Here's the last installment of greentech job movement in 2011, with this chapter devoted entirely to thesolarindustry:

Hoku Corporation's CFO, Darryl Nakamoto, resigned.

Hoku (Nasdaq:HOKU), in a case of questionable timing, is opening up a long-threatened polysilicon plant in Pocatello, Idaho. Hoku is a subsidiary of Tianwei New Energy Holdings, which is an affiliate of China South Industries Group Corporation (CSGC). CSGC is a mammoth firm with 191,000 employees. Tianwei manufactures polysilicon, wafers, cells and modules. Hoku manufactures, well, nothing. Hoku started out as a fuel cell company, went public in 2005, and pivoted into being a solar manufacturer with $2 million in "service and license revenue" in 2011 according to its most recent 10-K filing. The document reveals that the firm had "cash and cash equivalents on hand of $3.2 million and current liabilities of $241.8 million" as of Sept. 30, 2011. The firm's stock trades at $0.57 with a market cap of $31.3 million. All of those figures seem to provide good reason for a CFO to resign.

The utility supplying power to the Hoku polysilicon plant being constructed in Pocatello, Idaho Power, has threatened to shut off power by next week if Hoku doesn't pay its November electric bill, according to the AP.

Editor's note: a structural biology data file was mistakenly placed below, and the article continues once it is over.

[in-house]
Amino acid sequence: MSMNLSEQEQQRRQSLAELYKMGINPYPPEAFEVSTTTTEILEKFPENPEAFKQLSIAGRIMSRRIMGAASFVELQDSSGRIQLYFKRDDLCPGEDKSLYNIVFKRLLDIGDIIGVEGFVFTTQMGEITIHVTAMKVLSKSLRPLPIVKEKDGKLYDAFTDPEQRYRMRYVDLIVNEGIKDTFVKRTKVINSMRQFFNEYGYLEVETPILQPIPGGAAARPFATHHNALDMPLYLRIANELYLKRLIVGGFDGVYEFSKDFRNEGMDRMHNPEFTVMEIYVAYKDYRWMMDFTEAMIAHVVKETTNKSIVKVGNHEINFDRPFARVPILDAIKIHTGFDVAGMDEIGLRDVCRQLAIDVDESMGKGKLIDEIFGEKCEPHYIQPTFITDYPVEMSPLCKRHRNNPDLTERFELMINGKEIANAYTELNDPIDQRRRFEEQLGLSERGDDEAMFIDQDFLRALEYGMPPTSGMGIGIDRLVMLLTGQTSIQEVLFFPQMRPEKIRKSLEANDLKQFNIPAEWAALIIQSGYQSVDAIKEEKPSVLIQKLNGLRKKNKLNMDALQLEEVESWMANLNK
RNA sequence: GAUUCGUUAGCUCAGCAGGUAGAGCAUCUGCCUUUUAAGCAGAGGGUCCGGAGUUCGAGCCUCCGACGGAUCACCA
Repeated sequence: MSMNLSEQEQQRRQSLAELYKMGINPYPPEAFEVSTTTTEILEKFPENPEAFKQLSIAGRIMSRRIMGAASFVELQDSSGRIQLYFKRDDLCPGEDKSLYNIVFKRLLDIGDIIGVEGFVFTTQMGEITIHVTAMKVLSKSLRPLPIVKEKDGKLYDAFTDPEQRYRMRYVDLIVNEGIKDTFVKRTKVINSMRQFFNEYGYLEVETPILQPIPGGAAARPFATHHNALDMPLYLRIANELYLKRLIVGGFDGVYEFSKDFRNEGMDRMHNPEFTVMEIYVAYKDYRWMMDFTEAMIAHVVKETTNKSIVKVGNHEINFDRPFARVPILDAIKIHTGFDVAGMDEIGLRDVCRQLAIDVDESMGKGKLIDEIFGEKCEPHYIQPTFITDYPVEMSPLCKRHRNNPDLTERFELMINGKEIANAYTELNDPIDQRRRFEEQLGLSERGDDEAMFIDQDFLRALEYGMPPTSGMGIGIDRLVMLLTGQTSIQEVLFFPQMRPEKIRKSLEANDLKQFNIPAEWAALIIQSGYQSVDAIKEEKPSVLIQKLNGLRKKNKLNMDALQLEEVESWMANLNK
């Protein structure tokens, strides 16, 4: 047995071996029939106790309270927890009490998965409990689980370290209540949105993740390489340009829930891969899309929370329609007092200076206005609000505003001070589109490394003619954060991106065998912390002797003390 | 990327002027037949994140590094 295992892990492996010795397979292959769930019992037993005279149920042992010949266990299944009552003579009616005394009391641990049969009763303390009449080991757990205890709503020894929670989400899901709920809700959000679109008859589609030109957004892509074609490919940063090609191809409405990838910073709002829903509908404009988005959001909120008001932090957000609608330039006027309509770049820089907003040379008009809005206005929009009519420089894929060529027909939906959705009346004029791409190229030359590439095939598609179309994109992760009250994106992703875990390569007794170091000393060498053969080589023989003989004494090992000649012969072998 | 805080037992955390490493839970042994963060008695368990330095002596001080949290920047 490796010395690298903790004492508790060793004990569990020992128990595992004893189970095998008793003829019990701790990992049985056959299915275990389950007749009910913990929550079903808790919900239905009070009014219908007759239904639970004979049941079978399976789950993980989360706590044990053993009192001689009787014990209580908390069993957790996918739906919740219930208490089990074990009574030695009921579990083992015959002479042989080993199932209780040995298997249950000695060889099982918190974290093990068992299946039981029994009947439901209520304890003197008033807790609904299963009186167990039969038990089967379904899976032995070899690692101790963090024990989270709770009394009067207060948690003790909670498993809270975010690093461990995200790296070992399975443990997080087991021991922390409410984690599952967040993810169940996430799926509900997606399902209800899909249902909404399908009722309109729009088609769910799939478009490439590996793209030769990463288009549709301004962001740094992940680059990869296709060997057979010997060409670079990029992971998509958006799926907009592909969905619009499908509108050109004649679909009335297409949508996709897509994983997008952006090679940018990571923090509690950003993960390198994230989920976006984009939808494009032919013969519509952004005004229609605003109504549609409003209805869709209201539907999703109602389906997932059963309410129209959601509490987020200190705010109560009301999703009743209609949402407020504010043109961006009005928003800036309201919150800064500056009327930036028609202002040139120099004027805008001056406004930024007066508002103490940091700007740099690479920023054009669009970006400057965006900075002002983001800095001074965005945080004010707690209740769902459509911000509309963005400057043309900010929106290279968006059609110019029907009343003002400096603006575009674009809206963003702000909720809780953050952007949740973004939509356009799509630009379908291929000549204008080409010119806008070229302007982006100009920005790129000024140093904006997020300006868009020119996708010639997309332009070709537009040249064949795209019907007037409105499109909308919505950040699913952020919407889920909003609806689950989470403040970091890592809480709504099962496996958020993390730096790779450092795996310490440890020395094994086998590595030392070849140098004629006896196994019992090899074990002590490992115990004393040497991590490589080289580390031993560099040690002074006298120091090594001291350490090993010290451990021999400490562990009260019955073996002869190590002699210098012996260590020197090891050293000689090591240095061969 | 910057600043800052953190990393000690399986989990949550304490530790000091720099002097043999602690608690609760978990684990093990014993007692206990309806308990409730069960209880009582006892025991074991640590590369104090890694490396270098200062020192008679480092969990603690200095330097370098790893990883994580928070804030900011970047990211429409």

SolarCity, SunRun, Sungevity, SunEdison, Clean Power Finance and other solar installers will hire more than 1,000 people in 2012, according to an article from Lindsay Riddell, reporter at San Francisco Business Times.
 

In a recently issued statement, Suntech announced: "Suntech has reduced its workforce over the last few months amidst challenging market conditions for PV manufacturers and as part of an ongoing global restructuring. In an effort to optimize our operations and continue focusing on production efficiency,  we are working to decrease our 2012 operating expenses by 20 percent compared to this year."


Newly appointed Pacific Gas & Electric (PG&E) CEO Anthony Earley dismissed the utility's entire corporate strategy and development group. A Bloomberg article quoted the CEO as saying that the company "will no longer be making tax-equity investments in solar projects." The utility had invested more than $100 million into solar installers and financiers SolarCity and SunRun.

 

David Edwards, formerly Director of Strategy and Corporate Development of SunPower, has left to helm solar startup Koru as CEO. Koru provides a SaaS platform for the retail electricity industry, according to Edwards' LinkedIn profile.  More details on that company in the new year.